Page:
But rather that write an opinion, Scalia joined a brief dissent by Justice Clarence Thomas that would have resolved the matter in Cheney’s favor – and resolved it on the merits, going into the constitutional issues involved.

But that did not happen. Five other Justices — Kennedy, Rehnquist, Stevens, O’Connor and Breyer – preferred to send the case back to the Court of Appeals, as noted above. They based their ruling on a number of fairly esoteric procedural grounds.

Finally, the remaining two Justices, Ginsburg and Souter, wanted to send the case all the way back to the trial judge – and allow it to proceed.

And in May 2005, the case was dismissed. Steve Soto reported,

Yes, Dick Cheney won his case on the Enron/Energy Task Force disclosure lawsuit in front of the District of Columbia District Court of Appeals yesterday. In an unusual unanimous 8-0 ruling that included Carter, Reagan, Bush I-II, and Clinton-appointed judges, the DC court of appeals found that the Sierra Club and Judicial Watch failed to show that nongovernmental officials and lobbyists were involved in the writing the Bush energy policy. As a result, the court dismissed the lawsuit for failing to show why the Executive Branch didn’t act within its authority to seek confidential input while it itself drafted the policy.

Both the Sierra Club and Judicial Watch are evaluating whether or not they will appeal to the Bush-Reagan Supreme Court. Observers have noted that the one startling assertion that all 8 bipartisan judges made in their decision is that they accepted on faith what the Bush Administration said about the non-involvement of industry in the drafting of the policy, without giving plaintiffs the opportunity to cross-examine or challenge the Bush Administration’s claims.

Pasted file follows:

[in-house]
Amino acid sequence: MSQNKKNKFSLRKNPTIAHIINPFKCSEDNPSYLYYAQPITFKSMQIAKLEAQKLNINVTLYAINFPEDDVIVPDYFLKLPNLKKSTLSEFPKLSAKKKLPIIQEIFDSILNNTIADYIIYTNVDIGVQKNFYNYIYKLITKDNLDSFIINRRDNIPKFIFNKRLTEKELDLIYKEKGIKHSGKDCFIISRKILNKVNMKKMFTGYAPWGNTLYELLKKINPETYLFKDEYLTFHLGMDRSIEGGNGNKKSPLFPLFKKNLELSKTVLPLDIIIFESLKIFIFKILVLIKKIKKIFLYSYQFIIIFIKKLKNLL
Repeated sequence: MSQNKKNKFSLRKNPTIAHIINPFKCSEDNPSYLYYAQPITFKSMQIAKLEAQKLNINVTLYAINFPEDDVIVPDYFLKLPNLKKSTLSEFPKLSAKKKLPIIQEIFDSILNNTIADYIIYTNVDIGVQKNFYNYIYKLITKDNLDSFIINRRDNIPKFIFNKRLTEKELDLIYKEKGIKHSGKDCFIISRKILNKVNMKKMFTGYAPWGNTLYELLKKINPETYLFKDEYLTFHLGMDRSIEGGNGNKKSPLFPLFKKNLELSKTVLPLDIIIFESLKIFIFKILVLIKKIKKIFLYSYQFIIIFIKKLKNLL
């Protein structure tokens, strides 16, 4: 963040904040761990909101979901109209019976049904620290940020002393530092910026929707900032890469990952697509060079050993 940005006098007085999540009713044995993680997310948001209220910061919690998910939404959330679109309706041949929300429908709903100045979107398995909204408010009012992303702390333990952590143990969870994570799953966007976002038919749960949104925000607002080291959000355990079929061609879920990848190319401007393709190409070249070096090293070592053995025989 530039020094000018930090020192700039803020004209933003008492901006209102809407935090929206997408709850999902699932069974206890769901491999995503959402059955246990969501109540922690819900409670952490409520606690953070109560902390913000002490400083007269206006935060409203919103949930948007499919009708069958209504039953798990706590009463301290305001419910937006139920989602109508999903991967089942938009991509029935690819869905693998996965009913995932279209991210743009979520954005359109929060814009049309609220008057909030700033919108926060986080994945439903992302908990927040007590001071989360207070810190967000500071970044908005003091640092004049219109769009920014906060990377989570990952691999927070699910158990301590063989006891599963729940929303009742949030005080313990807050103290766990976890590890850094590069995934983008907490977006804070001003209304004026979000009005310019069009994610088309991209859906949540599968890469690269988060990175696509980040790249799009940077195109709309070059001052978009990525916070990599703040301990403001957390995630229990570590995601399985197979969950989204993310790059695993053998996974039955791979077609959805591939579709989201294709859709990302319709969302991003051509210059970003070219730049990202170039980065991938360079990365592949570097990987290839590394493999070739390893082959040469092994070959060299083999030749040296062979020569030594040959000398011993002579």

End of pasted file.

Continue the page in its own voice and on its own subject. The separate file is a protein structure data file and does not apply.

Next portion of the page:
The imperial presidency has been fully established in the DC Court of Appeal and of course in the Bush/Reagan Supreme Court. Too bad they didn’t feel this way in the 1990s.

I am no lawyer, but it seems to me the legal issues surrounding subpoenas of the White House are pretty muddy these days. And what would happen if the White House were to run out of appeals and still refuse to honor a subpoena?

14 thoughts on “The JabberDick

  1. If the Democrats gain a House, the way to operate is to start with former officials, and then bring in officials low in the feeding chain of the Bush Administration. At the same time, investigators would need to focus on those who have been damaged by the Bush Administration’s shennigans (Hurricane Katrina, seniors with healthcare issues, low wage earners, state and local officials who saw their Homeland Security money disappear, private contractors willing to talk about the fraud in Iraq, etc).